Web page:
Summary: Logistic regression handles binary outcomes by working on the scale
of “log odds of success”.
j.
SAS results (Statistics/sRegression/Logistic)
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a. Load donner.txt into SAS. Perform some appropriate EDA.
b. Scientific hypothesis: women are better able to survive harsh conditions than men
(children excluded from analysis)
c. Statistical model: LogOdds(survival | age, gender) = β0 + βageAge + βfemaleFemale,
H0: βfemale=0
βfemale is the change in log odds of success when comparing a male to a female of any age.
βage is the change in log odds of success when comparing a person to another 1 year older.
d. Perform the logistic regression to model the log odds of survival on the age and gender of
the adult pioneers. Use Regression/Logistic. Set the Dependent variable Survived and
both Covariates, Female and Age as Quantitative. Set Model Probability to 1.
e. Output Analylsis:
Model Information
Data Set
Response Variable
Number of Response Levels
Number of Observations
Model
Optimization Technique
_PROJ_.DONNER
SURVIVED
2
45
binary logit
Fisher's scoring
Response Profile
Ordered
Value
1
2
SURVIVED
Total
Frequency
1
0
20
25
Probability modeled is SURVIVED='1'.
Model Convergence Status
Convergence criterion (GCONV=1E-8) satisfied.
Model Fit Statistics
Intercept
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Intercept
and
Criterion
Only
AIC
SC
-2 Log L
Covariates
63.827
65.633
61.827
57.256
62.676
51.256
Testing Global Null Hypothesis: BETA=0
Test
Chi-Square
DF
Pr &gt; ChiSq
10.5703
9.0965
6.8627
2
2
2
0.0051
0.0106
0.0323
Likelihood Ratio
Score
Wald
f.
The Variables in the Equation box has a line for the constant (intercept) and each
explanatory variable. Check the columns for the coefficient, its standard error and the
Wald statistic (B/SE(B))2. Note that two p-values are significant. The intercept
coefficient represents the log odds of survival for zero year old males. Why is this not a
worthwhile quantity to interpret?
Analysis of Maximum Likelihood Estimates
Parameter
DF
Estimate
Standard
Error
Wald
Chi-Square
Pr &gt; ChiSq
Intercept
AGE
FEMALE
1
1
1
1.6331
-0.0782
1.5973
1.1102
0.0373
0.7555
2.1637
4.3988
4.4699
0.1413
0.0360
0.0345
The LOGISTIC Procedure
Odds Ratio Estimates
Effect
Point
Estimate
AGE
FEMALE
0.925
4.940
95% Wald
Confidence Limits
0.860
1.124
0.995
21.716
Association of Predicted Probabilities and Observed Responses
Percent Concordant
Percent Discordant
Percent Tied
Pairs
73.0
23.8
3.2
500
Somers' D
Gamma
Tau-a
c
0.492
0.508
0.248
0.746
g. The Exp(B) represents the change in odds when the explanatory variable goes up one unit.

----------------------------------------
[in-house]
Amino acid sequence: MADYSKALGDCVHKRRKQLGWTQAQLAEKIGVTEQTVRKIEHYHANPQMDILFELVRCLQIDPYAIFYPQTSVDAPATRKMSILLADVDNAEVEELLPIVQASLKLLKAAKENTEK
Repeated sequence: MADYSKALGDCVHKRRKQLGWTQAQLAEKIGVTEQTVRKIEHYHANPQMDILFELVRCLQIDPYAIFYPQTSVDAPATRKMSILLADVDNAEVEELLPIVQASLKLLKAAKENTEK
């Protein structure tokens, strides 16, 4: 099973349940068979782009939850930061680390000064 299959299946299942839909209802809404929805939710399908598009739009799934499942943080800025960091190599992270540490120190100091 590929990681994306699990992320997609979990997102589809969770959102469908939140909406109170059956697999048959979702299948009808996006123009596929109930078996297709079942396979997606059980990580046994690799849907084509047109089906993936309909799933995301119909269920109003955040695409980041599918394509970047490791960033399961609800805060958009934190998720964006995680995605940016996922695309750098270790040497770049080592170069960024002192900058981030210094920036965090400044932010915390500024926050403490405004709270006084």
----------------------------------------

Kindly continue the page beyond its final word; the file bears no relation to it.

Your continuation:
(♠2) What is a one unit change for each of the two variables?
1. Prediction example: 21 year old male
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Eta: η = 1.633 - 0.078(21) = -0.005
Odds(survival) = exp(-0.005)=0.995 (1 survives for every 1 that dies)
Pr(survival) = 0.995 / (1+0.995) = 0.499
2. Prediction example: 21 year old female
Eta: η = 1.633 - 0.078(21) +1.597 = 1.592
Odds(survival) = exp(1.592)=4.914
(5 survive for every 1 that dies)
Pr(survival) = 4.914 / (1+4.914) = 0.831
3. Comparing odds (gender): exp(1.597)=4.938 0.995*4.938=4.914
4. Comparing odds (per year): exp(-0.078)=0.925, so the odds are 0.925 times
as large (for either gender) for each 1 year increase in age.
5. Comparing odds (per decade): exp(-0.78)=0.458, so the odds are 0.458
times as large (for either gender) for each 10 year increase in age.
h. Now rerun logistic regression with recoded FEMALE as a class. Be sure to change
(recode) the values so that “Female” coefficient will reflect female relative to male, not
vice versa. Under Model select Backward Elimination (this is for automatic model
selection for a best model). Under Statistics choose Goodness-of-fit. Under Prediction,
Predict original sample and save them.
i.
First look at the Class Level Information. Design variables 1 is a dummy-type code for
females and -1 for females. Now in Analysis of Maximum Likelihood Estimates look for
the coefficients of the model. Compare those to the first model we ran? Now the
interpretation is different?
1. For example: Prediction example: 21 year old male
Eta: η = 2.4318 - 0.078(21) +0.796(-1)= -0.005
j.
The classification table is worthwhile if classification of new cases is your goal (but future
cases tend to be classified not as well as current cases). Here our main interest is
interpretation of the coefficients to test the hypothesis that females survive better than
males after correcting for age.
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k. Graphical summary of model results
l.
Calculate the eta (η) values, which are the log odds of survival. The calculate exp(η) to
get the odds of survival. Then calculate odds/(1+odds) to find the probability of survival.
Age
Female
25
0
25
1
50
0
50
1
LogOdds
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Odds
Probability
```